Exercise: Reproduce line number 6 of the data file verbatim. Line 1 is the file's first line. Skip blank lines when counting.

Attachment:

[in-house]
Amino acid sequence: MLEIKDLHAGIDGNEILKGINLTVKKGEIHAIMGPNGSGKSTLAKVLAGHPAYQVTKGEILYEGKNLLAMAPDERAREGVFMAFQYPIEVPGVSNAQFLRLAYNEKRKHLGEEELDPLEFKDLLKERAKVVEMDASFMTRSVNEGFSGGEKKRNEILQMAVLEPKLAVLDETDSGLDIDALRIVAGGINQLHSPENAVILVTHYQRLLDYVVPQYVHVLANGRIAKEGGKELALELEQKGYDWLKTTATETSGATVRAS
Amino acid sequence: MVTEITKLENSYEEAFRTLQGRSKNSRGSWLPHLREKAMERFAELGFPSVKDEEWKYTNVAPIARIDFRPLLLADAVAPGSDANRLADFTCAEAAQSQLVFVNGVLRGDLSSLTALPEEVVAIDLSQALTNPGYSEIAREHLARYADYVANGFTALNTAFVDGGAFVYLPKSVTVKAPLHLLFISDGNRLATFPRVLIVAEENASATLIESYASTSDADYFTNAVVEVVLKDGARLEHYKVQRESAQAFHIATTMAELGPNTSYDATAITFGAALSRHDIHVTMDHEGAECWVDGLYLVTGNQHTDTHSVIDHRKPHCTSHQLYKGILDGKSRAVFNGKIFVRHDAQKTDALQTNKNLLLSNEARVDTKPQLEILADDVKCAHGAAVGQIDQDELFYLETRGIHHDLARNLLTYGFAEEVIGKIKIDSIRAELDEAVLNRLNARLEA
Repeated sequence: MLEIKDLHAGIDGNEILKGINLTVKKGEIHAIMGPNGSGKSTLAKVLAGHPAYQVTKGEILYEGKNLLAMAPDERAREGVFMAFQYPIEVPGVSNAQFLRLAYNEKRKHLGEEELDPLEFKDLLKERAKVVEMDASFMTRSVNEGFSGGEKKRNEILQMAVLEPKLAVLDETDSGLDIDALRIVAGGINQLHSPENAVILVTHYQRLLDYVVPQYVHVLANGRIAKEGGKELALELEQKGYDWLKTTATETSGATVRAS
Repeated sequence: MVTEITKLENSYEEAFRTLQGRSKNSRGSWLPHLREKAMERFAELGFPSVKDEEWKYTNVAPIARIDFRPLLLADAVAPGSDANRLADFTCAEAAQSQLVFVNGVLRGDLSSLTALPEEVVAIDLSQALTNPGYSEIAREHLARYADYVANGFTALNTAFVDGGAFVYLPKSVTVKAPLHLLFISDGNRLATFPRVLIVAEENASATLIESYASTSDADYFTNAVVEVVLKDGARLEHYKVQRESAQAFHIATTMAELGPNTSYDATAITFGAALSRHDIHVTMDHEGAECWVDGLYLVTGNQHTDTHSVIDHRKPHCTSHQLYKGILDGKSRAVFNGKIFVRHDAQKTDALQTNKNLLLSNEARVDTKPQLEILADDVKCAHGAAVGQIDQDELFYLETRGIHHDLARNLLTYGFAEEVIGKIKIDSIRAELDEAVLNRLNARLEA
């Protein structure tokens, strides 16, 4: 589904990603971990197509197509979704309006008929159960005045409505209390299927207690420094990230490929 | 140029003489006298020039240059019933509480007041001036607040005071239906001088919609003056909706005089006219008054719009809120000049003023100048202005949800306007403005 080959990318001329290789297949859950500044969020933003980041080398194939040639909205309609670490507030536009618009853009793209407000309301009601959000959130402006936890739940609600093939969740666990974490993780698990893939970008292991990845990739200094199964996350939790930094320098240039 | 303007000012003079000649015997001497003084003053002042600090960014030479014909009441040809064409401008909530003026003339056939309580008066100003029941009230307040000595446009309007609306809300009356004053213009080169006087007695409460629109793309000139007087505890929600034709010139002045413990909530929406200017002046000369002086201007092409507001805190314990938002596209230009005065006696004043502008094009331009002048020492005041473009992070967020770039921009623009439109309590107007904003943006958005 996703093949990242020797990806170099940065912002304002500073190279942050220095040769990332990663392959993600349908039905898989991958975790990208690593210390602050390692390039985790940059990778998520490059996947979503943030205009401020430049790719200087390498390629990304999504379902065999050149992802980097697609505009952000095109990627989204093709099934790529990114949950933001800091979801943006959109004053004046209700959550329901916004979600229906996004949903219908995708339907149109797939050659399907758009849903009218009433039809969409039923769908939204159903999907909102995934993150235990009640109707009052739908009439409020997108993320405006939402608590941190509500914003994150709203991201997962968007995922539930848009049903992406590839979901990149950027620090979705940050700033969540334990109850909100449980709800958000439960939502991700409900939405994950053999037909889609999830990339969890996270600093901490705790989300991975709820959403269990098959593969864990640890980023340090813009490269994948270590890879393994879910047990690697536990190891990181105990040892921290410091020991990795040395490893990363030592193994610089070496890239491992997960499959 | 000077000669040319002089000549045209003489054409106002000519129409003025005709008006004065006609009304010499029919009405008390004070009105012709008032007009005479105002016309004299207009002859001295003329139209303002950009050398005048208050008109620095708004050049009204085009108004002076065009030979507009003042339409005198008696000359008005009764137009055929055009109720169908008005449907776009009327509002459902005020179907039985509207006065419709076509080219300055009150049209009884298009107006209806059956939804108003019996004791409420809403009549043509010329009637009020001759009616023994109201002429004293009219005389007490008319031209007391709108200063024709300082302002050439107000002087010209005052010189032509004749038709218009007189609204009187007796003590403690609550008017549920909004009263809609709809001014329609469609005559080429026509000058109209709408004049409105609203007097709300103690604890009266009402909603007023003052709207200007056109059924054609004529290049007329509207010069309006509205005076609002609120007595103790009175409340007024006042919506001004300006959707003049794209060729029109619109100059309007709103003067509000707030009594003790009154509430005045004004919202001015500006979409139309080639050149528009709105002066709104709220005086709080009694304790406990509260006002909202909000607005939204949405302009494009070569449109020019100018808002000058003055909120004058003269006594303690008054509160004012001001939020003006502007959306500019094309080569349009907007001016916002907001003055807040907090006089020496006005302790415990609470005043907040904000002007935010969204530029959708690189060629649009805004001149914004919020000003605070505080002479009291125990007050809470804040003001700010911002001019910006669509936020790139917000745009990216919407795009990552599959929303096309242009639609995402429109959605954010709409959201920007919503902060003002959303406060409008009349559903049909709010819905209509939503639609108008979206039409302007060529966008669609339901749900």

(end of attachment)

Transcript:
């Protein structure tokens, strides 16, 4: 589904990603971990197509197509979704309006008929159960005045409505209390299927207690420094990230490929 | 140029003489006298020039240059019933509480007041001036607040005071239906001088919609003056909706005089006219008054719009809120000049003023100048202005949800306007403005 080959990318001329290789297949859950500044969020933003980041080398194939040639909205309609670490507030536009618009853009793209407000309301009601959000959130402006936890739940609600093939969740666990974490993780698990893939970008292991990845990739200094199964996350939790930094320098240039 | 303007000012003079000649015997001497003084003053002042600090960014030479014909009441040809064409401008909530003026003339056939309580008066100003029941009230307040000595446009309007609306809300009356004053213009080169006087007695409460629109793309000139007087505890929600034709010139002045413990909530929406200017002046000369002086201007092409507001805190314990938002596209230009005065006696004043502008094009331009002048020492005041473009992070967020770039921009623009439109309590107007904003943006958005 996703093949990242020797990806170099940065912002304002500073190279942050220095040769990332990663392959993600349908039905898989991958975790990208690593210390602050390692390039985790940059990778998520490059996947979503943030205009401020430049790719200087390498390629990304999504379902065999050149992802980097697609505009952000095109990627989204093709099934790529990114949950933001800091979801943006959109004053004046209700959550329901916004979600229906996004949903219908995708339907149109797939050659399907758009849903009218009433039809969409039923769908939204159903999907909102995934993150235990009640109707009052739908009439409020997108993320405006939402608590941190509500914003994150709203991201997962968007995922539930848009049903992406590839979901990149950027620090979705940050700033969540334990109850909100449980709800958000439960939502991700409900939405994950053999037909889609999830990339969890996270600093901490705790989300991975709820959403269990098959593969864990640890980023340090813009490269994948270590890879393994879910047990690697536990190891990181105990040892921290410091020991990795040395490893990363030592193994610089070496890239491992997960499959 | 000077000669040319002089000549045209003489054409106002000519129409003025005709008006004065006609009304010499029919009405008390004070009105012709008032007009005479105002016309004299207009002859001295003329139209303002950009050398005048208050008109620095708004050049009204085009108004002076065009030979507009003042339409005198008696000359008005009764137009055929055009109720169908008005449907776009009327509002459902005020179907039985509207006065419709076509080219300055009150049209009884298009107006209806059956939804108003019996004791409420809403009549043509010329009637009020001759009616023994109201002429004293009219005389007490008319031209007391709108200063024709300082302002050439107000002087010209005052010189032509004749038709218009007189609204009187007796003590403690609550008017549920909004009263809609709809001014329609469609005559080429026509000058109209709408004049409105609203007097709300103690604890009266009402909603007023003052709207200007056109059924054609004529290049007329509207010069309006509205005076609002609120007595103790009175409340007024006042919506001004300006959707003049794209060729029109619109100059309007709103003067509000707030009594003790009154509430005045004004919202001015500006979409139309080639050149528009709105002066709104709220005086709080009694304790406990509260006002909202909000607005939204949405302009494009070569449109020019100018808002000058003055909120004058003269006594303690008054509160004012001001939020003006502007959306500019094309080569349009907007001016916002907001003055807040907090006089020496006005302790415990609470005043907040904000002007935010969204530029959708690189060629649009805004001149914004919020000003605070505080002479009291125990007050809470804040003001700010911002001019910006669509936020790139917000745009990216919407795009990552599959929303096309242009639609995402429109959605954010709409959201920007919503902060003002959303406060409008009349559903049909709010819905209509939503639609108008979206039409302007060529966008669609339901749900």